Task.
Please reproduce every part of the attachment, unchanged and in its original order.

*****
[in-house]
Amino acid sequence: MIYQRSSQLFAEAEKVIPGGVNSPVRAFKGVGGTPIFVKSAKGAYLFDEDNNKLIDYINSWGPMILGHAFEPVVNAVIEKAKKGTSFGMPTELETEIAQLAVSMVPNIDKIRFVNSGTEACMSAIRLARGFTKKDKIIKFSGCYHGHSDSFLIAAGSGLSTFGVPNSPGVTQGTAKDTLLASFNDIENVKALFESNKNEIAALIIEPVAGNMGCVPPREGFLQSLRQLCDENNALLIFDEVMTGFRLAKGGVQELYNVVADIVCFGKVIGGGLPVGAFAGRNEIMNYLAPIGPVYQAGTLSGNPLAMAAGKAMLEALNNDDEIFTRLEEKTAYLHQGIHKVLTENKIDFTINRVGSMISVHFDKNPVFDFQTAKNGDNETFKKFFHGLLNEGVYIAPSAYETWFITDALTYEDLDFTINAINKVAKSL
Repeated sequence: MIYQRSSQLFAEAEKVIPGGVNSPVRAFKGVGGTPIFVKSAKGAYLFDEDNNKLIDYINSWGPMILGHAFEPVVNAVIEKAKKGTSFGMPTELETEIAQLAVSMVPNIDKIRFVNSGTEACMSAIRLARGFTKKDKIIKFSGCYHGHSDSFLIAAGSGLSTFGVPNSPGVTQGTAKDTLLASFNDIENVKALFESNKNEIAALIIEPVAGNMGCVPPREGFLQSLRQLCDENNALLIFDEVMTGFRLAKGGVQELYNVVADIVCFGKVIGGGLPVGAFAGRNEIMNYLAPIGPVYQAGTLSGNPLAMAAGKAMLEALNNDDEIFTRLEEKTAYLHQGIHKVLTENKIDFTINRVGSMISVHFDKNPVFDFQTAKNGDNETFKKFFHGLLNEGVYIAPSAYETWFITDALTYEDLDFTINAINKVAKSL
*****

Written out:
[in-house]
Amino acid sequence: MIYQRSSQLFAEAEKVIPGGVNSPVRAFKGVGGTPIFVKSAKGAYLFDEDNNKLIDYINSWGPMILGHAFEPVVNAVIEKAKKGTSFGMPTELETEIAQLAVSMVPNIDKIRFVNSGTEACMSAIRLARGFTKKDKIIKFSGCYHGHSDSFLIAAGSGLSTFGVPNSPGVTQGTAKDTLLASFNDIENVKALFESNKNEIAALIIEPVAGNMGCVPPREGFLQSLRQLCDENNALLIFDEVMTGFRLAKGGVQELYNVVADIVCFGKVIGGGLPVGAFAGRNEIMNYLAPIGPVYQAGTLSGNPLAMAAGKAMLEALNNDDEIFTRLEEKTAYLHQGIHKVLTENKIDFTINRVGSMISVHFDKNPVFDFQTAKNGDNETFKKFFHGLLNEGVYIAPSAYETWFITDALTYEDLDFTINAINKVAKSL
Repeated sequence: MIYQRSSQLFAEAEKVIPGGVNSPVRAFKGVGGTPIFVKSAKGAYLFDEDNNKLIDYINSWGPMILGHAFEPVVNAVIEKAKKGTSFGMPTELETEIAQLAVSMVPNIDKIRFVNSGTEACMSAIRLARGFTKKDKIIKFSGCYHGHSDSFLIAAGSGLSTFGVPNSPGVTQGTAKDTLLASFNDIENVKALFESNKNEIAALIIEPVAGNMGCVPPREGFLQSLRQLCDENNALLIFDEVMTGFRLAKGGVQELYNVVADIVCFGKVIGGGLPVGAFAGRNEIMNYLAPIGPVYQAGTLSGNPLAMAAGKAMLEALNNDDEIFTRLEEKTAYLHQGIHKVLTENKIDFTINRVGSMISVHFDKNPVFDFQTAKNGDNETFKKFFHGLLNEGVYIAPSAYETWFITDALTYEDLDFTINAINKVAKSL